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Study of Optimal Replacement of Thyroxine in the Elderly

Information source: Newcastle-upon-Tyne Hospitals NHS Trust
ClinicalTrials.gov processed this data on August 23, 2015
Link to the current ClinicalTrials.gov record.

Condition(s) targeted: Hypothyroidism

Intervention: Levothyroxine (Drug); Levothyroxine (Drug)

Phase: Phase 4

Status: Recruiting

Sponsored by: Newcastle-upon-Tyne Hospitals NHS Trust

Official(s) and/or principal investigator(s):
Salman Razvi, Principal Investigator, Affiliation: Gateshead Health NHS Foundation Trust

Overall contact:
Salman Razvi, Phone: 0191 445 6052, Email: salman.razvi@ghnt.nhs.uk


All patients with hypothyroidism are currently treated the same way, regardless of age. The investigators want to look at whether people aged 80 years or older would benefit from being treated with lower doses of levothyroxine. There are three reasons why the investigators think this could be beneficial, but this is not yet proven: 1. Some older people with hypothyroidism may have few symptoms. 2. Doctors look at the amount of Thyroid Stimulating Hormone (TSH) in the patient's blood to decide the dose of Thyroxine received. The standard "normal" TSH range used to determine the dose of levothyroxine is from younger people. The investigators wonder whether this is appropriate to all age ranges particularly as the investigators know that older people may normally have higher TSH values. 3. If TSH levels are too low there may be a slight increased risk of problems such as brittle bones or an irregular heartbeat. The best way to test whether older people benefit from lower doses of levothyroxine is by a large clinical trial. Before the investigators can do this, the investigators need to run a smaller clinical trial called a "pilot study" (SORTED 1) to examine whether this is practical and acceptable. The pilot study aims to recruit 50 patients with hypothyroidism aged 80 or above. Participants will be randomly allocated to receive their routine or lower dose of levothyroxine. Follow-up will be conducted over approximately 25 weeks. The investigators also propose a qualitative study (SORTED 2) to specifically understand patient's willingness to take part in a RCT and participant's experience of the intervention. Finally, the investigators propose a retrospective cohort study of 400 treated hypothyroid patients aged 80 years or more registered in 2008 in Primary Care Practices with the aim of studying outcomes after 4 years. The cohort study will collect data required to inform a sample size calculation for a future full study where the primary outcome will be 4 year mortality.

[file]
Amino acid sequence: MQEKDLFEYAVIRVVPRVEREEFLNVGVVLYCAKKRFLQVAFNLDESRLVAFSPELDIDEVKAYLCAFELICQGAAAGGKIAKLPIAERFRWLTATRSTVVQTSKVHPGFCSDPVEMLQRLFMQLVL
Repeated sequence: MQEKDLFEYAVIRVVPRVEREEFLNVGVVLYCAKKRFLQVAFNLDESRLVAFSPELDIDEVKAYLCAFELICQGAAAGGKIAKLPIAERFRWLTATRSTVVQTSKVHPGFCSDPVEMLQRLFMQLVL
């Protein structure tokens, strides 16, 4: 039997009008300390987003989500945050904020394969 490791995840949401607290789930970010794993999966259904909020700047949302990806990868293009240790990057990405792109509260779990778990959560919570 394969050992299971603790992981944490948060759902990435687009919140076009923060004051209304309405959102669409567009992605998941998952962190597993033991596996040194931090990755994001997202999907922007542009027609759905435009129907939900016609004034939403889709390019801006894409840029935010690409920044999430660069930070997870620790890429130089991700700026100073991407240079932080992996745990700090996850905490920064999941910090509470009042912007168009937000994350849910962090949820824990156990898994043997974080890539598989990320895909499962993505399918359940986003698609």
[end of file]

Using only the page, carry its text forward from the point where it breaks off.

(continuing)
Clinical Details

Official title: Study of Optimal Replacement of Thyroxine in the Elderly (SORTED) SORTED 1 - a Randomised Controlled Trial (Pilot Study), SORTED 2 - Qualitative Interviews, SORTED 3 - Retrospective Cohort

Study design: Allocation: Randomized, Endpoint Classification: Efficacy Study, Intervention Model: Parallel Assignment, Masking: Single Blind (Subject), Primary Purpose: Treatment

Primary outcome: Participant's acceptability of study design and willingness to enter study

Secondary outcome:

Participant recruitment rate

Time to achieve desired TSH levels

Medication compliance

The acceptability of three patient completed questionnaires

Assessment of mobility

Change in specific cardiovascular risk factors

Measure of risk of falls


Minimum age: 80 Years. Maximum age: N/A. Gender(s): Both.


Inclusion Criteria:

- Males and Females aged 80 years or older

- Diagnosed with hypothyroidism and treated with Levothyroxine for at least 6 months

- Living independently in the community

- All TSH results within the range 0. 4 - 4mU/L in the 3 months before commencing the


- Participant has provided written informed consent for participation in the study,

prior to any study-specific procedures Exclusion Criteria:

- Established dementia and therefore deemed incapable of providing informed consent.

- Other medical conditions which, inthe opinion of the Chief Investigator, would

prevent them from participating in the study (for example, end stage cancer, severe chronic health conditions where the patient is housebound)

- Nursing Homes or Residential Care Home residents

- Individuals with thyroid cancer: since they require high doses of LT4 to suppress

their serum TSH

- Individuals on 25 mcg dailty of LT4: dose reduction will mean that they stop thyroid

replacement treatment

- Non english speaking individuals

- Participation in any other investigational trials within the last 3 months

- Participants prescribed medications that can affect thyroid function (amiodarone,

lithium, carbimazole or propylthiouracil)

- Known or suspected lactose intolerance (this would have implications for the proposed

over-encapsulated IMP)

Locations and Contacts

Salman Razvi, Phone: 0191 445 6052, Email: salman.razvi@ghnt.nhs.uk

Bensham Hospital, Gateshead, Tyne and Wear NE8 4YL, United Kingdom; Recruiting
Lorna Ingoe, Email: lorna.ingoe@ghnt.nhs.uk
Salman Razvi, Principal Investigator

Clinical Research Facility, Newcastle upon Tyne, Tyne and Wear NE1 4LP, United Kingdom; Recruiting
Valerie Corrall, Phone: 01912464672, Email: CRF.DRN-study@ncl.ac.uk
Sarah Groves, Phone: 0191 282 0084, Email: CRF.DRN-study@ncl.ac.uk
Simon Pearce, Principal Investigator

Additional Information

Starting date: August 2012
Last updated: June 21, 2013

Page last updated: August 23, 2015

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